Restoratively building community
“You can’t pour from an empty cup”
CRJI work restoratively with families, this means we focus on strengthening connections, building relationships, and improving behaviours, we work with families holistically supporting them to effectively resolve conflict.
We recognise that this is no easy feat, especially given the difficulties that accompany Covid-19, the lockdown restrictions have caused the evaporation of routine in most families, with isolation often having a deteriorating impact on parents and young peoples’ support systems.
A number of families reported to CRJI increased anxiety and stress levels, with one parent commenting “I’m feeling overwhelmed, normally their grandparents are such a big help, but now they can’t even visit, and with the kids not being in school, they’re eating me out of house and home! They just fighting with each other constantly, it is exhausting”.
Taking into consideration the added pressures of home schooling, financial constraints, health worries, then combine this with trying to work from home, it would test just about anyone. Thus, challenging parents’ ability to emotionally self-regulate, support their child’s containment and de-escalation, it becomes increasingly taxing to communicate calmly or remain consistent with boundaries. Jacqueline Devenney, CRJI’s family support worker is a trained holistic therapist and an experienced restorative practitioner, she has been continuing to work closely with families, (via socially distancing measures and virtually) to provide practical help and advice. This ranges from delivering food parcels, assisting families to access technology, providing home schooling resources, creating new chore charts, offering a listening ear, arranging “at home activities”, supporting parenting restoratively, facilitating family circles, developing coping strategies, helping children to adapt to the “new normal” etc.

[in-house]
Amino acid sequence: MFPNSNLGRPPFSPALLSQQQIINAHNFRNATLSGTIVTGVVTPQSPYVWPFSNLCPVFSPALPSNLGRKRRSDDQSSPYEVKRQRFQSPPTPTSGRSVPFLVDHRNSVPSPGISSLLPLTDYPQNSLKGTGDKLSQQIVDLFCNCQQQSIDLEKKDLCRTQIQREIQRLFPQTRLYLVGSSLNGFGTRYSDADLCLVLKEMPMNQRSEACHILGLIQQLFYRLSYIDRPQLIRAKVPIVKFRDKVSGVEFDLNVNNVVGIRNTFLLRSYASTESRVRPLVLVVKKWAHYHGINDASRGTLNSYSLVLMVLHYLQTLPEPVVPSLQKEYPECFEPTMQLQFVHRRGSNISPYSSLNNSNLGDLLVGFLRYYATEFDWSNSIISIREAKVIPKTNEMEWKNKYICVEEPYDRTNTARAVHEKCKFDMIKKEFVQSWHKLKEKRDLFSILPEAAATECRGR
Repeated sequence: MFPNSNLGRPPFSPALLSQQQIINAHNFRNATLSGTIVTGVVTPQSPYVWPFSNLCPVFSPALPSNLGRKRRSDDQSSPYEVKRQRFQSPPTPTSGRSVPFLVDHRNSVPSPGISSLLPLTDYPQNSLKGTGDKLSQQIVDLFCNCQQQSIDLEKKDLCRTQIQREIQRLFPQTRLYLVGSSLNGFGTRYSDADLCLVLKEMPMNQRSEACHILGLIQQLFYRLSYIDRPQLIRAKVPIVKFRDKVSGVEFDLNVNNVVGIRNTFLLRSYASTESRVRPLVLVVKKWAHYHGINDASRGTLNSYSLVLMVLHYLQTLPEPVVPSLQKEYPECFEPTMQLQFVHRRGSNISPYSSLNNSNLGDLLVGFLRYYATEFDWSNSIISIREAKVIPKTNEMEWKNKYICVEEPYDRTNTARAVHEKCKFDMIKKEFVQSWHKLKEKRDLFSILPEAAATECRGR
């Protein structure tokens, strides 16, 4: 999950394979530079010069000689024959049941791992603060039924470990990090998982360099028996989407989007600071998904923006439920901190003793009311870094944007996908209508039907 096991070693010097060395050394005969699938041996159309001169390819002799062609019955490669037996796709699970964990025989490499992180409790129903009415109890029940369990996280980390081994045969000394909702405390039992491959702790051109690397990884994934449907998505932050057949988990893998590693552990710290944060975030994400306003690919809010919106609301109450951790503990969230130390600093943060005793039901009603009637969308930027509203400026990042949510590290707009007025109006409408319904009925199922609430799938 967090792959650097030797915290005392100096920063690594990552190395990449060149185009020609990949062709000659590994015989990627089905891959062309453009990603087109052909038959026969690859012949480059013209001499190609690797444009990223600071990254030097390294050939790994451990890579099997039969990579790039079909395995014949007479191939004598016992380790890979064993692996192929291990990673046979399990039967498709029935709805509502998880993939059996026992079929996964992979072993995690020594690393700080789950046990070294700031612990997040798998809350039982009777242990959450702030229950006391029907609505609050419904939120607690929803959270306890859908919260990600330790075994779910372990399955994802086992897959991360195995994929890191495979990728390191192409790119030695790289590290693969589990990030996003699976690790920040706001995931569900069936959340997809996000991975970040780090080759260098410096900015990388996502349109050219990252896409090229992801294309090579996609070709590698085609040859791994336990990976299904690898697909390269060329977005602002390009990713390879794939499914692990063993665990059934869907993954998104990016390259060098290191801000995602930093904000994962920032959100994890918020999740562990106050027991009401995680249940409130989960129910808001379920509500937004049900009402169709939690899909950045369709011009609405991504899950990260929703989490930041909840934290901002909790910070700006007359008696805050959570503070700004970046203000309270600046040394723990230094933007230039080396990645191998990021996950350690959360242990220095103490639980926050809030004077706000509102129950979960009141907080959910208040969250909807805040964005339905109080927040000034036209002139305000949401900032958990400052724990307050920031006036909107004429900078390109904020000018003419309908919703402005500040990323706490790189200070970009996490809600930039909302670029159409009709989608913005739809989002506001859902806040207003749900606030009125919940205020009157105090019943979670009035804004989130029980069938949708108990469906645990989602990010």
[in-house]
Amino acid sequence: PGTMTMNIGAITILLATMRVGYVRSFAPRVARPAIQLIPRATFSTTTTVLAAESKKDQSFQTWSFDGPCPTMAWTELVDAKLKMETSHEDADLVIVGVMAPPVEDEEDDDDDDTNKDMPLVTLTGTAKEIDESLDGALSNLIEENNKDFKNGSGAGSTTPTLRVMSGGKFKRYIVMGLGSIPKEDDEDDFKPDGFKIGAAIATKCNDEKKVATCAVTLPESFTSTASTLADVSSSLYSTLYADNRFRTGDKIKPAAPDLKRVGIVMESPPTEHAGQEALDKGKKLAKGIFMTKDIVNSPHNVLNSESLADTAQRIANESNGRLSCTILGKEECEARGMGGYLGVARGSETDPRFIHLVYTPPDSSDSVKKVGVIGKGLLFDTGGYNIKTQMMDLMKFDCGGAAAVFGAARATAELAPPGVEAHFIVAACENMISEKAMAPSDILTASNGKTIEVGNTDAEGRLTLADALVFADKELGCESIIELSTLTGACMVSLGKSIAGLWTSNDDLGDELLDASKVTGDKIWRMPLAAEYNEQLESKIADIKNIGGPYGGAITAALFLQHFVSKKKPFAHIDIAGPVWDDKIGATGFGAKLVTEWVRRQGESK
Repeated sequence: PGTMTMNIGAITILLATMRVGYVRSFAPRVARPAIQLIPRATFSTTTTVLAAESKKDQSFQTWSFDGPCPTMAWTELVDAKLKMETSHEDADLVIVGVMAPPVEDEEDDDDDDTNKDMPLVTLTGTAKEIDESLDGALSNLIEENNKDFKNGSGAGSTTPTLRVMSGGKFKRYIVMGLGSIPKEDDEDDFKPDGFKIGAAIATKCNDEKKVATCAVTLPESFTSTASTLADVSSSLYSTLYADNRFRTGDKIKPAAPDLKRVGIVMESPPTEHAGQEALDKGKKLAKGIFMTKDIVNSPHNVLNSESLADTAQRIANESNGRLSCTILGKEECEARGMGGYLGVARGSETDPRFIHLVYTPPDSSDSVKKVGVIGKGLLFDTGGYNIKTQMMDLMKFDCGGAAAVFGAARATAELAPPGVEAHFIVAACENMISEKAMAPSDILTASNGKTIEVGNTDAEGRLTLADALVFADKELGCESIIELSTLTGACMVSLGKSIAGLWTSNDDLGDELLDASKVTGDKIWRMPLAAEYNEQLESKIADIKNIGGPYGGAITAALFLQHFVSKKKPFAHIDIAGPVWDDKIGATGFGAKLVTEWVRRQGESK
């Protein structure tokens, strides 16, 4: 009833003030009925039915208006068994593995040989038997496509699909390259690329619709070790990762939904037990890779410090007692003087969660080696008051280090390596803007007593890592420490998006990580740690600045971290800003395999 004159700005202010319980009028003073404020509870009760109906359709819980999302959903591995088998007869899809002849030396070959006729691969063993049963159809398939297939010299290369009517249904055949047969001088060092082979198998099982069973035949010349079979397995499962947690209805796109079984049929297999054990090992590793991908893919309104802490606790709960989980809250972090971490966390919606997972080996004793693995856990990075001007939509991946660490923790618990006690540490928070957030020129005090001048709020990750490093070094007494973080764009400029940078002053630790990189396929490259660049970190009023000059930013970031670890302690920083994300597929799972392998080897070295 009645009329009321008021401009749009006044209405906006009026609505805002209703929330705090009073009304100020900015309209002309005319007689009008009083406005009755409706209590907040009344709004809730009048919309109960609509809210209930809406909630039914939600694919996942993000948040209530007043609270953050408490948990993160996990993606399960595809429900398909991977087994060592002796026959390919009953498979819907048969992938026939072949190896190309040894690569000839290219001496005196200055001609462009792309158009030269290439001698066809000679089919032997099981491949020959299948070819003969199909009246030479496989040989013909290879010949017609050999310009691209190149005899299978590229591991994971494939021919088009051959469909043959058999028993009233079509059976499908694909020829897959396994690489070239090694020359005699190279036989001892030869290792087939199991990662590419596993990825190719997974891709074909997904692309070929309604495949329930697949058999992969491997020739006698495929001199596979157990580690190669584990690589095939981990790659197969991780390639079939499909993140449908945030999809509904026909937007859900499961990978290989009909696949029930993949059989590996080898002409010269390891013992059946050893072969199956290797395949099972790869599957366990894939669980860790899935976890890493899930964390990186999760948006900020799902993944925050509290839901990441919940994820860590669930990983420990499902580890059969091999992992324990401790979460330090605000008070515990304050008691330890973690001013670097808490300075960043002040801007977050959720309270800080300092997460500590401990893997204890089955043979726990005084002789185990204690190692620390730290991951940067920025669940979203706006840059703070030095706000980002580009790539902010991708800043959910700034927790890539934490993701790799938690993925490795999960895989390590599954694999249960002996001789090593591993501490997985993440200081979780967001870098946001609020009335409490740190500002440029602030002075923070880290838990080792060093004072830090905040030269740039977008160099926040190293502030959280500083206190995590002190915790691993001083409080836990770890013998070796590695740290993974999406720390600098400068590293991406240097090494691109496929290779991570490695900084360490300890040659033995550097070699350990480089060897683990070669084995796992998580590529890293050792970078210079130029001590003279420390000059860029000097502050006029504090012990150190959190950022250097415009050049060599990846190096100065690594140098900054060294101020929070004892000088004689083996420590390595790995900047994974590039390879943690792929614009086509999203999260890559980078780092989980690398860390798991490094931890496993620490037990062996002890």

Self-care is pivotal, as primary caregivers it is so important that parents take initiative and look after their own mental, emotional, and physical health so that they can care for their children’s well-being. Good self-care is key to improved mood and reduced anxiety, it should not be neglected, as the saying goes “you cannot pour from an empty cup”. Self-care is often falsely perceived as something indulgent, it will look different to each individual, some examples include; staying hydrated, fuelling your body, spending time in nature, catching up on sleep, taking time out to acknowledge your own feelings, exercising, etc.
To emphasis the importance of self-care, CRJI distributed “Pamper Packs” to our families which were designed for both adults and children, items included:
· Face Masks
· Bath bombs with essential oils
· Self-care tips
· Mindfulness Exercise
· Art Therapy Books and colouring
· Treats & hot chocolate
· Shower items
Jackie, CRJI’s family support worker commented “Encouraging our families to take part in the pamper weekend was not only a treat in itself but can enhance mindfulness which can help individuals to focus on the present moment rather than rehashing the past and worrying about what the future may hold. Most of all they had fun!”
As encouraged responded with their self-care hacks, “a family walk together in Colinglen Park”, “Logging off from social media- when it becomes too negative”, “Getting up before anyone else and enjoying a cup of coffee in total peace”.